The Esprit handled well as was expected, with the mid-engine and the good steering. I've come to the conclusion that all sportcars should have the engine behind the driver. My car is an MR2 and I'm use to the tail happiness of the car, so I expected the Esprit to handle in a similar way. It didn't, I wasn't hanging the tail out of every corner but when I did, it would often slide a bit then hook up and throw me into a tank slapper. I think this was because the cars turbos would rise quickly to 0.5 bar then back off to 0.4 bar reducing horse power simulating the effect of lifting off the throttle (something you don't want to do in a power slide). This handling problem could have been magnified by the soft suspension. It wasn't luxury car smooth but is was far softer than most high performance cars I've driven.
I would like to give you my opinion of the styling of this Lotus. While it is kind of interesting (looking best in black to hide all the part joints), it is really long in the tooth. It's time for a completely new design. Of course there's not enough money generated by the car to finance such an undertaking. It looks like a kit car, grafted on fender flares, over sized rear wing. The most attractive feature of the car was the 18 inch wheels. Even though the tail lights look all right, knowing that they were sourced from a Celica made the car somehow cheaper.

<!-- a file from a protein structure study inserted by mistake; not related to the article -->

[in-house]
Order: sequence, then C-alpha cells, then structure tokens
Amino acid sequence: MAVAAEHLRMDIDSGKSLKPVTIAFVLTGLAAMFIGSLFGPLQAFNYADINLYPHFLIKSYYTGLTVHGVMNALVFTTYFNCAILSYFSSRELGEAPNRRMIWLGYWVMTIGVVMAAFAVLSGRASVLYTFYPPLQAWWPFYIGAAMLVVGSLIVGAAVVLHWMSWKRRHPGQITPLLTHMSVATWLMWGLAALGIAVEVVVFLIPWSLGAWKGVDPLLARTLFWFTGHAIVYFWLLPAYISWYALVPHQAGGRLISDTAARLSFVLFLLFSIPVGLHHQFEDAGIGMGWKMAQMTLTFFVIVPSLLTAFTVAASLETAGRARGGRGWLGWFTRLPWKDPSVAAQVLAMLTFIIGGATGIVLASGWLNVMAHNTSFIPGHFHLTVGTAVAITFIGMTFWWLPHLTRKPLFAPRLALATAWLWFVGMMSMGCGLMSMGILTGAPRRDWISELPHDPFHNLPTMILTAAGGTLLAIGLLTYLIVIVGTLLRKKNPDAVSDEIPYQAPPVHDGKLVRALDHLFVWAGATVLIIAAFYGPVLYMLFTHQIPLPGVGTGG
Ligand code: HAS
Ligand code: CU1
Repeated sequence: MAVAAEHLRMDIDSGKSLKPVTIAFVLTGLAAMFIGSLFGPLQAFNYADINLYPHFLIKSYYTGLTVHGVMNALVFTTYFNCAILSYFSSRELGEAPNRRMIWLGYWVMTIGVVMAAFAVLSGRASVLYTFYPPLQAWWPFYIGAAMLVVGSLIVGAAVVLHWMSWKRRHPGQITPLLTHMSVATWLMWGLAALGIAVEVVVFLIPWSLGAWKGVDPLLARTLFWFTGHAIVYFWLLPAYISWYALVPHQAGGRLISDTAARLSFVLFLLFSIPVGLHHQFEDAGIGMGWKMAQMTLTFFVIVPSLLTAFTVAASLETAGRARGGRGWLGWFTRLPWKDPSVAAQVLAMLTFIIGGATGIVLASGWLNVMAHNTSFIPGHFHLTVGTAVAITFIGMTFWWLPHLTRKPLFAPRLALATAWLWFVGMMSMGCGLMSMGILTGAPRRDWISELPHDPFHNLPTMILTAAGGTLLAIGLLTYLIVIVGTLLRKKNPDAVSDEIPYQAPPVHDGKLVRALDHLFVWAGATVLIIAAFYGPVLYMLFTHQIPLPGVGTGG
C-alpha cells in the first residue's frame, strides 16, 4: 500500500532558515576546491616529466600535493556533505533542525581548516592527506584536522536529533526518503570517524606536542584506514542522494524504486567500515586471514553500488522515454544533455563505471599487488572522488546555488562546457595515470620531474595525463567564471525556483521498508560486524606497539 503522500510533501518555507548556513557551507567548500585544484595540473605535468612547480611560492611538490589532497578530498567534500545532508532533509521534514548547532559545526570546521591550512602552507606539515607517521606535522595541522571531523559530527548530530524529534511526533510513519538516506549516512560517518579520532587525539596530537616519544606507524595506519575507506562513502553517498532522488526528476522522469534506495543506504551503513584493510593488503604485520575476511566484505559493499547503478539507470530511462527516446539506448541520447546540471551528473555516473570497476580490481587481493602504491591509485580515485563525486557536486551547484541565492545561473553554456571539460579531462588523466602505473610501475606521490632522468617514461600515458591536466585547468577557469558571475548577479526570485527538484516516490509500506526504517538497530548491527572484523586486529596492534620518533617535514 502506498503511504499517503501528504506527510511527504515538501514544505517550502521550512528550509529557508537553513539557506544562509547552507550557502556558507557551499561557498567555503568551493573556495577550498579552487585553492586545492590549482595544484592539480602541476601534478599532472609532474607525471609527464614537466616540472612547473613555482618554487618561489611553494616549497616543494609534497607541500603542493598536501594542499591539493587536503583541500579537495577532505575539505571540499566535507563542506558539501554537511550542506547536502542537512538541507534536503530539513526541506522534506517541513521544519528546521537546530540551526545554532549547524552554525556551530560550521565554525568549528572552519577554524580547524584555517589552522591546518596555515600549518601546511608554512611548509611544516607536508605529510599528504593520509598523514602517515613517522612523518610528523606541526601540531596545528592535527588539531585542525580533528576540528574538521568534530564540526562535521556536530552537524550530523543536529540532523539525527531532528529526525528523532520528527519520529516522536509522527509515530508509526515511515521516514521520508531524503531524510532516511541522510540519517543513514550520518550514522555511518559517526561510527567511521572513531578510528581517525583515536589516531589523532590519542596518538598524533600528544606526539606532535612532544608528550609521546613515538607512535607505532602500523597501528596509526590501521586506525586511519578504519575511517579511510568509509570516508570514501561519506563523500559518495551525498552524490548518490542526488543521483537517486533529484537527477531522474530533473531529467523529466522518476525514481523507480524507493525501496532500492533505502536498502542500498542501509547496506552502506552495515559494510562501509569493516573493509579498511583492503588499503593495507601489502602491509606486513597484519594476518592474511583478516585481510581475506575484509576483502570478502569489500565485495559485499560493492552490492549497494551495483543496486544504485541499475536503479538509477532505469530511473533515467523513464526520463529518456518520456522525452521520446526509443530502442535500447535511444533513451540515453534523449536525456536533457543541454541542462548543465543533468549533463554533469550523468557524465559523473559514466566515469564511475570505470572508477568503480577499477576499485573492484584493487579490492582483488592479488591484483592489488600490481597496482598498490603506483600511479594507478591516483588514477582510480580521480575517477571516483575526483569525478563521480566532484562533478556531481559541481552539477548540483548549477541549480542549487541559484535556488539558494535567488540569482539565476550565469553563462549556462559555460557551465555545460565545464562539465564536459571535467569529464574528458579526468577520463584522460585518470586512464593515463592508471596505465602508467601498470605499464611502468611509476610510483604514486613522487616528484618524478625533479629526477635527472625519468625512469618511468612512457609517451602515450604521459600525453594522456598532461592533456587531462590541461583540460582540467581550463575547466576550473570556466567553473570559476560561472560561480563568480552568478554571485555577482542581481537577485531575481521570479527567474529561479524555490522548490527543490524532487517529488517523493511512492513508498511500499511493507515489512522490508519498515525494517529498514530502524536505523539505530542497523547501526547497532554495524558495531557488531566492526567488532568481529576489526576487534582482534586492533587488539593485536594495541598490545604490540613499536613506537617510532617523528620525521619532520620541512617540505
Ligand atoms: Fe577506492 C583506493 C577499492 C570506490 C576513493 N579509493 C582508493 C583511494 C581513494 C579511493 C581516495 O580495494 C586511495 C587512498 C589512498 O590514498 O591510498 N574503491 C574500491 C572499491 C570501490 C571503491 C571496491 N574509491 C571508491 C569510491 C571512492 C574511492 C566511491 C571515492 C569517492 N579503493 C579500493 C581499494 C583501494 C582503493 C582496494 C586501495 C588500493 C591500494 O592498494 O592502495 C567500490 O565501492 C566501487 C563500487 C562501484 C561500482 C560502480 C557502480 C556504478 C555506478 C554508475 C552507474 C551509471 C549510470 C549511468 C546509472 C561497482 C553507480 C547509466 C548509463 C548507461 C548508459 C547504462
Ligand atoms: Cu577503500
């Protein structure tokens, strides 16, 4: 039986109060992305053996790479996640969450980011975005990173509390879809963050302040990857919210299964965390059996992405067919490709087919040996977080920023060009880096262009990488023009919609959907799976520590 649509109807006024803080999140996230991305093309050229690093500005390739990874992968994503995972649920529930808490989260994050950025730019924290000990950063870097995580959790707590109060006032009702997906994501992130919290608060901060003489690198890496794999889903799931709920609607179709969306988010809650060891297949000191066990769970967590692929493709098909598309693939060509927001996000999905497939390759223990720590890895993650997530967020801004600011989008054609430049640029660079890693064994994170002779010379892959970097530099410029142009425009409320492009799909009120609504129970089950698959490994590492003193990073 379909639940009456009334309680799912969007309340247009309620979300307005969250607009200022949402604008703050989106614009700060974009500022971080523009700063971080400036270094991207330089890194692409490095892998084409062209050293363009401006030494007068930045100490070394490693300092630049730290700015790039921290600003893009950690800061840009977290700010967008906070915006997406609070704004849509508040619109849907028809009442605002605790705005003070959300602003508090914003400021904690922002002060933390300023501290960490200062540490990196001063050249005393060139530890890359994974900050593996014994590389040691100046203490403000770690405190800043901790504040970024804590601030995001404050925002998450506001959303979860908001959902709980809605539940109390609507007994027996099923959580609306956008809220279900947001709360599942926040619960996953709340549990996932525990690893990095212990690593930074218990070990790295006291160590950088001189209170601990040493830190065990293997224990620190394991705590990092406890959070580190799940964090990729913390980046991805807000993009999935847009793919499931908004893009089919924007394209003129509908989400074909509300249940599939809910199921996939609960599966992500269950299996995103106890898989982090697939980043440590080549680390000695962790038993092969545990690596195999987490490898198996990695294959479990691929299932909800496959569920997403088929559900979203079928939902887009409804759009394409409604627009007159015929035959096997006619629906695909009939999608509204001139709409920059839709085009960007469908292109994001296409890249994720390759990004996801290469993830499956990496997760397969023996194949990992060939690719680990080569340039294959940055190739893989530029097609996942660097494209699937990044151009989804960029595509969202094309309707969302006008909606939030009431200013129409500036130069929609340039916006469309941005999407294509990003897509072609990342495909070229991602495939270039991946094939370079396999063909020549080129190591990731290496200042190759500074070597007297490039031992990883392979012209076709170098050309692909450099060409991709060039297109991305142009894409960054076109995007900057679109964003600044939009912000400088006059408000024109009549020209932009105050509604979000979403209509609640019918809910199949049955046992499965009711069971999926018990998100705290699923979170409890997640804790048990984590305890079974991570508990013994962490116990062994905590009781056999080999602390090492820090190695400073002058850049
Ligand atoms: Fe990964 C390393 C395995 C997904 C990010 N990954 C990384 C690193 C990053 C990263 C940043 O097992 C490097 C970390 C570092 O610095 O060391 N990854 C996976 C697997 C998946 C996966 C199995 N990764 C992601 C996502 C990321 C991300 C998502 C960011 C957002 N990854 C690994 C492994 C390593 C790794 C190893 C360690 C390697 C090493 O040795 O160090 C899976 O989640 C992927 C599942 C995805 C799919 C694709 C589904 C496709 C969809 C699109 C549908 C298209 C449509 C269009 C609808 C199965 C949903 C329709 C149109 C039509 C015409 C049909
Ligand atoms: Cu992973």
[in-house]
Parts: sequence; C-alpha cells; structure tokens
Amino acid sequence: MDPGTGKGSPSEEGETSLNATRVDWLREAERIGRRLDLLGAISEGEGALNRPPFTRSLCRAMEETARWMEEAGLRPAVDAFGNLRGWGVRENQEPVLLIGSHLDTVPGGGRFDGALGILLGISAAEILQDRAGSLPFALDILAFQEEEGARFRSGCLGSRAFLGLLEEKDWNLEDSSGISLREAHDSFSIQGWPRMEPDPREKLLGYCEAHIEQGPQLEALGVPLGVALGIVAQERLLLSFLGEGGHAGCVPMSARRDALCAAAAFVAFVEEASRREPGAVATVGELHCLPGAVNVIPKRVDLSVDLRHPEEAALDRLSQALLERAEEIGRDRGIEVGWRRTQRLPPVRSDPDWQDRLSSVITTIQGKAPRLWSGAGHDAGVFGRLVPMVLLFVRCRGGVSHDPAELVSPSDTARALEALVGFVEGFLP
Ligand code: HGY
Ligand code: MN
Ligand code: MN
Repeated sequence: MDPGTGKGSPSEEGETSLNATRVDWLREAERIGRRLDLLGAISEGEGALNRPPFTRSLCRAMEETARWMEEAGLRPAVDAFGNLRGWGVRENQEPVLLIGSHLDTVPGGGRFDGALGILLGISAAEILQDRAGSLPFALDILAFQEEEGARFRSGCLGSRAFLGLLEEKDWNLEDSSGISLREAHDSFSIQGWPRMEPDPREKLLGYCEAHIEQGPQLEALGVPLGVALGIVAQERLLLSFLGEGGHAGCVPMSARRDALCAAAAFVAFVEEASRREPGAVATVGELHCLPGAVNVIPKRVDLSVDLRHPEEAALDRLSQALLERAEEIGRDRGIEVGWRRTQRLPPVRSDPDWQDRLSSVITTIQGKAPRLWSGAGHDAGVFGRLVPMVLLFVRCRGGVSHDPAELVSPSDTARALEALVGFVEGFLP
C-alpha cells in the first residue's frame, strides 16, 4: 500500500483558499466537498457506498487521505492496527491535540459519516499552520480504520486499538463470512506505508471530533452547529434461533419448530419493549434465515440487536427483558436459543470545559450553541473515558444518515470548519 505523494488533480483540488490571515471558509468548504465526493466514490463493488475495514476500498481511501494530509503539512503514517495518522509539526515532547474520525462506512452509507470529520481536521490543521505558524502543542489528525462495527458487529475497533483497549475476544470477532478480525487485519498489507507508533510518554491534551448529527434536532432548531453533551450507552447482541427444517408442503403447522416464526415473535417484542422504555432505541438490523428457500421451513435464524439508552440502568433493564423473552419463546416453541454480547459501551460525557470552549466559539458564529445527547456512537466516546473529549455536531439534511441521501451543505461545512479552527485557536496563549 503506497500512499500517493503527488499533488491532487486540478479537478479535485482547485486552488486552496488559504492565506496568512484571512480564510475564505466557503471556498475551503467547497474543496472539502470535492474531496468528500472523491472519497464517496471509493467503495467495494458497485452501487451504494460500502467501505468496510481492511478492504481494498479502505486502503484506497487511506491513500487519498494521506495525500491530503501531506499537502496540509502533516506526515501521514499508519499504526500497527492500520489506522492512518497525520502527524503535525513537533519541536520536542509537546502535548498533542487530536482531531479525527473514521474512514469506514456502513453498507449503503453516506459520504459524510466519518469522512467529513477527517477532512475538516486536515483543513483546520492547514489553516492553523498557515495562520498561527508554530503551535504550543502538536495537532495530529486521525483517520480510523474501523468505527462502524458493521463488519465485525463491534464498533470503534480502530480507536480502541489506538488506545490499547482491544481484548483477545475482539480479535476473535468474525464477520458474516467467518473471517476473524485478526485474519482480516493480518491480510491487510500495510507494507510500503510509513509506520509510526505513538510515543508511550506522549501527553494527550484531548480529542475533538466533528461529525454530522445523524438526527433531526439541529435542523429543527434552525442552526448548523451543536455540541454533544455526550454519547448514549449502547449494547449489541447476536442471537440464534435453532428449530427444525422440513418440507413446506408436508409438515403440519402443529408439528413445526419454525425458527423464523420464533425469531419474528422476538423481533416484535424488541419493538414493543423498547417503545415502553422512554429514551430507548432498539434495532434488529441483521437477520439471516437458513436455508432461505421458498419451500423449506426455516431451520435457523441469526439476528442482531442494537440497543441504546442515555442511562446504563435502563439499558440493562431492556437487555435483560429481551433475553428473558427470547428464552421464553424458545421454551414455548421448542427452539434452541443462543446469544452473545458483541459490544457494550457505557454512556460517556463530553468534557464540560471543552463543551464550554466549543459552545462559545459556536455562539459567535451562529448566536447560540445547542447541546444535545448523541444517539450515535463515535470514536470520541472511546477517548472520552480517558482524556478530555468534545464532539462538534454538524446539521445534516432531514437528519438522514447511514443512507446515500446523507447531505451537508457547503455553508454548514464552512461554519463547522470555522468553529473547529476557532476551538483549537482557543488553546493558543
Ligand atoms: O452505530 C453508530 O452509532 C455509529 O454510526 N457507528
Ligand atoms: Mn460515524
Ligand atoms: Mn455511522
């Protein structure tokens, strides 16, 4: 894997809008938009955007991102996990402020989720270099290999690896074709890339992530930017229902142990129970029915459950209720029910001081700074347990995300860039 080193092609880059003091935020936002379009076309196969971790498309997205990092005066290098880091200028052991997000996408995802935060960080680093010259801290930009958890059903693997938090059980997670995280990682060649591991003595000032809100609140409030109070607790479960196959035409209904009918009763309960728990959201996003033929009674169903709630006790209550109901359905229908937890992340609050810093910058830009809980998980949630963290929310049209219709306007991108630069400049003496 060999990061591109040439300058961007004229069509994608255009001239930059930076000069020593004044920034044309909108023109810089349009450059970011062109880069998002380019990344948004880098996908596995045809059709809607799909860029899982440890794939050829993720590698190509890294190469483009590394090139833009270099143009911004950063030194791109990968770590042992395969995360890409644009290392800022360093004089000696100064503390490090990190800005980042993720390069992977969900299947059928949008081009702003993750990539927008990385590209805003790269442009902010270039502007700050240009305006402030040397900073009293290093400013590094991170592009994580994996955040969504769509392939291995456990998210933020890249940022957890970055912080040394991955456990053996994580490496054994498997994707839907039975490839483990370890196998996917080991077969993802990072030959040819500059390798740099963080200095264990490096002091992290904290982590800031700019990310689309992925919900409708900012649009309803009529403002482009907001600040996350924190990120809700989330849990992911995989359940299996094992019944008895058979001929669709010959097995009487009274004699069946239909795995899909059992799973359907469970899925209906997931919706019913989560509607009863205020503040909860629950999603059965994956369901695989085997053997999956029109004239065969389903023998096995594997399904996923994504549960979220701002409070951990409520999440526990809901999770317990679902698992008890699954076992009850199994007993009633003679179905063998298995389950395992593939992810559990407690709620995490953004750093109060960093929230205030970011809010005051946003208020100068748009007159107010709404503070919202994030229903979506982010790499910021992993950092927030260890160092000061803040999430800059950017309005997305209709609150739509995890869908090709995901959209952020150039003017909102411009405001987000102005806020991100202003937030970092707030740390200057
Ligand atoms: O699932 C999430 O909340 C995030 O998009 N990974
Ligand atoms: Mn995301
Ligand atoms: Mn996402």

Mine is just one opinion though, many people did stare at the Esprit while I was driving it. During the ëGas town' late night photo shoot, one semi attractive woman walked pass the car and I three times and then finally said, "Don't you want me to pose with the car?" I replied "yeah, okay but you have to get into a bikini first." Needless to say she laughed and walked away, but I guess she liked the look of the car.
It didn't just look like a kit car, it also sounded like one because of all the squeaks and rattles. This Esprit manages to out squeak a C4 Corvette (now that's hard to do.) The majority of the squeaks came from the glass sun roof, but they also came from the doors and the rear hatch. The car only had about 20,000 miles on the clock, so the problem would only get worse as the car ages.
I also have to mention the lack of usable trunk space. I
know that you should never judge a sportscar on trunk space, and I'm not,
It's just that the giant rear wing does not raise up with the hatch so it
is really in your way when you are trying to load something in or when checking
So if I had $80,000 to buy a car, would I buy an Esprit? Of course not. It's not fast enough, or good looking enough. I'd buy a used Porsche 993 and save the rest of the cash.